The bounty of the harvest set out with increasing panache and sophistication.
But I was in California and stumbled on an extraordinary apple tasting entirely by accident.
Extraordinary because the tasting, a fund raiser for the California Rare Fruit Growers, featured 58 different varieties of apple, exactly half of which were unknown to me in person.
California has its own apple culture and set of native varieties, including the jaw-droppingly creative work of apple breeder Albert Etter about a century ago.
Maybe I shouldn’t say so, but these apple tastings, with their glorious assortments arrayed in tiny chopped bits on plates, are profoundly frustrating to someone like me.
|Ho! For the White Winter Pearmain.|
I like to take a whole apple, photograph it, spend time with it, eat slowly and deliberately, and document everything.
For me therefore these wonderful events are a high-pressure fire hose and I'm dying of thirst.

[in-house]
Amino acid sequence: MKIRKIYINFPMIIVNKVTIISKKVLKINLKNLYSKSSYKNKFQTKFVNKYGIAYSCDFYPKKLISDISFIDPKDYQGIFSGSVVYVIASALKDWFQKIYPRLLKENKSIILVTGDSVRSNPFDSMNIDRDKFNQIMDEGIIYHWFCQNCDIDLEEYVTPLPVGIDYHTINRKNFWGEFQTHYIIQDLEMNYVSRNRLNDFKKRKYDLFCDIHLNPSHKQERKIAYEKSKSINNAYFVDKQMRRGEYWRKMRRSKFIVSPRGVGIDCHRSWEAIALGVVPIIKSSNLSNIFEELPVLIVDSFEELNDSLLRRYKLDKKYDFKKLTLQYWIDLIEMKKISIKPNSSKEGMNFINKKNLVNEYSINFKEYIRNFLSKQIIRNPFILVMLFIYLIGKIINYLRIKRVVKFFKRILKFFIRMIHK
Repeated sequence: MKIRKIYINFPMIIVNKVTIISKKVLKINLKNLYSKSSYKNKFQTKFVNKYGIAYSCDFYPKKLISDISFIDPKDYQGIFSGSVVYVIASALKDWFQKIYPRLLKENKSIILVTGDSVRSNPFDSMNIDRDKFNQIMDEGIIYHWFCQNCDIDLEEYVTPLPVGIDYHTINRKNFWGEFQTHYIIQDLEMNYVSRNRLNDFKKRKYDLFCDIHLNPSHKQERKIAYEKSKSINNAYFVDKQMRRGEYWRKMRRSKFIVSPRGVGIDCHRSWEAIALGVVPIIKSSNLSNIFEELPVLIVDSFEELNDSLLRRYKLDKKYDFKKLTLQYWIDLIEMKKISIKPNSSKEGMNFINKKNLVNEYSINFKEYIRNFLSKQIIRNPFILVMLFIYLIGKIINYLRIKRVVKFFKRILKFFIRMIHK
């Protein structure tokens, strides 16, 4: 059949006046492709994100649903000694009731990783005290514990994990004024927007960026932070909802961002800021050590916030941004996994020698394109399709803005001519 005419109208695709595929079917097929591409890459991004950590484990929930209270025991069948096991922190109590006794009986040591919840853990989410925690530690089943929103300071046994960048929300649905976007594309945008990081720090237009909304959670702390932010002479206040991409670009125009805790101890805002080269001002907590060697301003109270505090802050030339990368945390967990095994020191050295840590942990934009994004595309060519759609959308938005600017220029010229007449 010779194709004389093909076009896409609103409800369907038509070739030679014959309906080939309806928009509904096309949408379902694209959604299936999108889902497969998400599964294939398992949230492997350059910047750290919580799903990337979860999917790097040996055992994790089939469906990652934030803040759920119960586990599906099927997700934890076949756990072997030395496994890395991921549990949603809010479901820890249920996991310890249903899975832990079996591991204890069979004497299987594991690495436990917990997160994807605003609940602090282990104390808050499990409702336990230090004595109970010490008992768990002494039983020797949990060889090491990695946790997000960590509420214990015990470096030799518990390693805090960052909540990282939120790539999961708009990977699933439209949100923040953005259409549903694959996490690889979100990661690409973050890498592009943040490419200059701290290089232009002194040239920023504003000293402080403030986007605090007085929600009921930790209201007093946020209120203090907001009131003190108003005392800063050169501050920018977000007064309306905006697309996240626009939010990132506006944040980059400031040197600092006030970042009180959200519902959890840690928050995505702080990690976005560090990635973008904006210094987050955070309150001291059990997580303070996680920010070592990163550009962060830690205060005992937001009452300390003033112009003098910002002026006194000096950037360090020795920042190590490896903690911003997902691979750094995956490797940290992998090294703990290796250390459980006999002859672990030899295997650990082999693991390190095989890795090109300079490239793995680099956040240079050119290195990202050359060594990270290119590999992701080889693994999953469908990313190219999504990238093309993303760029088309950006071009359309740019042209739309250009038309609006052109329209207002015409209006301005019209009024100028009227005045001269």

Nonetheless, it's not about me. It’s about a living demonstration of the wonderful breadth of variety of apples available beyond the supermarket produce section.
Here are pink and red fleshed apples, apples that taste of lemons or coconuts, chewy apples among the breaking crisp. Huge Jupiter apples and tiny crabs, russets and red stripes.
Pay attention to people’s faces at these things; the looks of startled amazement are worth the price of admission.
Whole apples were not available for the likes of me; there would be hundreds of people expecting to be fed.
Thank goodness I had the presence of mind to ask when they’d be knocking off. I came back at the end of the day and walked away with a small hoard of California apples.
Thanks to Freddy Menge and the other members of the California Rare Fruit Growers Monterey Bay Chapter for their pluck, their apples, and their generosity.
That’s my awesome California apple adventure. Click on any photo for a close-up, and stay tuned.